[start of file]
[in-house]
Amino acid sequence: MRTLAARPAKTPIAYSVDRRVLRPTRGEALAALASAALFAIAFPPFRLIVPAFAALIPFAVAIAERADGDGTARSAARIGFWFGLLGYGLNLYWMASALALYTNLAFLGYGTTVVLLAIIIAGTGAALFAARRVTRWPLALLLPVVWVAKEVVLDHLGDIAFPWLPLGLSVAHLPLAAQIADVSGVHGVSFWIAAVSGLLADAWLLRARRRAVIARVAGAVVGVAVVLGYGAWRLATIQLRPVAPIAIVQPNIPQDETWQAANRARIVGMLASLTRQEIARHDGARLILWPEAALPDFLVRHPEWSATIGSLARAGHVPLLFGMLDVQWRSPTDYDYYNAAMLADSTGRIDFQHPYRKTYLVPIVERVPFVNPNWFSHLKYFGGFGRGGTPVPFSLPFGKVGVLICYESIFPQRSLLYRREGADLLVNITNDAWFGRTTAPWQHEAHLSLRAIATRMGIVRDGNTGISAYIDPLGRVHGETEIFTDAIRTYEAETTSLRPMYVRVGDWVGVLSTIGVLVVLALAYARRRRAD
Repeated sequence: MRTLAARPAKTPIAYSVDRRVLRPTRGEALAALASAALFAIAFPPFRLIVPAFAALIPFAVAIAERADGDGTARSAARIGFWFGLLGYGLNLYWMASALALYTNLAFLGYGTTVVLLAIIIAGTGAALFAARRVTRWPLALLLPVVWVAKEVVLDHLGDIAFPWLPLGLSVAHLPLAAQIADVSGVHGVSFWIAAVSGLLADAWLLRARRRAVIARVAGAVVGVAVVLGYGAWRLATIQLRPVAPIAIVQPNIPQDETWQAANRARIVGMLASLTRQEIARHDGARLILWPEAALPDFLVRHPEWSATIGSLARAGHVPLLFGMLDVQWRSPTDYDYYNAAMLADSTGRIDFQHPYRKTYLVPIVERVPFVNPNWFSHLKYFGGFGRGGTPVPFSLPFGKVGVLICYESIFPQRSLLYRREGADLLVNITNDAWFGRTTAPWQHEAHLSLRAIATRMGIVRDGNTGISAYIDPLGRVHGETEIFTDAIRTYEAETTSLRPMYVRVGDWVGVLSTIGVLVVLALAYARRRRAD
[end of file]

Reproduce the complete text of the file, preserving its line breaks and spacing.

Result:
[in-house]
Amino acid sequence: MRTLAARPAKTPIAYSVDRRVLRPTRGEALAALASAALFAIAFPPFRLIVPAFAALIPFAVAIAERADGDGTARSAARIGFWFGLLGYGLNLYWMASALALYTNLAFLGYGTTVVLLAIIIAGTGAALFAARRVTRWPLALLLPVVWVAKEVVLDHLGDIAFPWLPLGLSVAHLPLAAQIADVSGVHGVSFWIAAVSGLLADAWLLRARRRAVIARVAGAVVGVAVVLGYGAWRLATIQLRPVAPIAIVQPNIPQDETWQAANRARIVGMLASLTRQEIARHDGARLILWPEAALPDFLVRHPEWSATIGSLARAGHVPLLFGMLDVQWRSPTDYDYYNAAMLADSTGRIDFQHPYRKTYLVPIVERVPFVNPNWFSHLKYFGGFGRGGTPVPFSLPFGKVGVLICYESIFPQRSLLYRREGADLLVNITNDAWFGRTTAPWQHEAHLSLRAIATRMGIVRDGNTGISAYIDPLGRVHGETEIFTDAIRTYEAETTSLRPMYVRVGDWVGVLSTIGVLVVLALAYARRRRAD
Repeated sequence: MRTLAARPAKTPIAYSVDRRVLRPTRGEALAALASAALFAIAFPPFRLIVPAFAALIPFAVAIAERADGDGTARSAARIGFWFGLLGYGLNLYWMASALALYTNLAFLGYGTTVVLLAIIIAGTGAALFAARRVTRWPLALLLPVVWVAKEVVLDHLGDIAFPWLPLGLSVAHLPLAAQIADVSGVHGVSFWIAAVSGLLADAWLLRARRRAVIARVAGAVVGVAVVLGYGAWRLATIQLRPVAPIAIVQPNIPQDETWQAANRARIVGMLASLTRQEIARHDGARLILWPEAALPDFLVRHPEWSATIGSLARAGHVPLLFGMLDVQWRSPTDYDYYNAAMLADSTGRIDFQHPYRKTYLVPIVERVPFVNPNWFSHLKYFGGFGRGGTPVPFSLPFGKVGVLICYESIFPQRSLLYRREGADLLVNITNDAWFGRTTAPWQHEAHLSLRAIATRMGIVRDGNTGISAYIDPLGRVHGETEIFTDAIRTYEAETTSLRPMYVRVGDWVGVLSTIGVLVVLALAYARRRRAD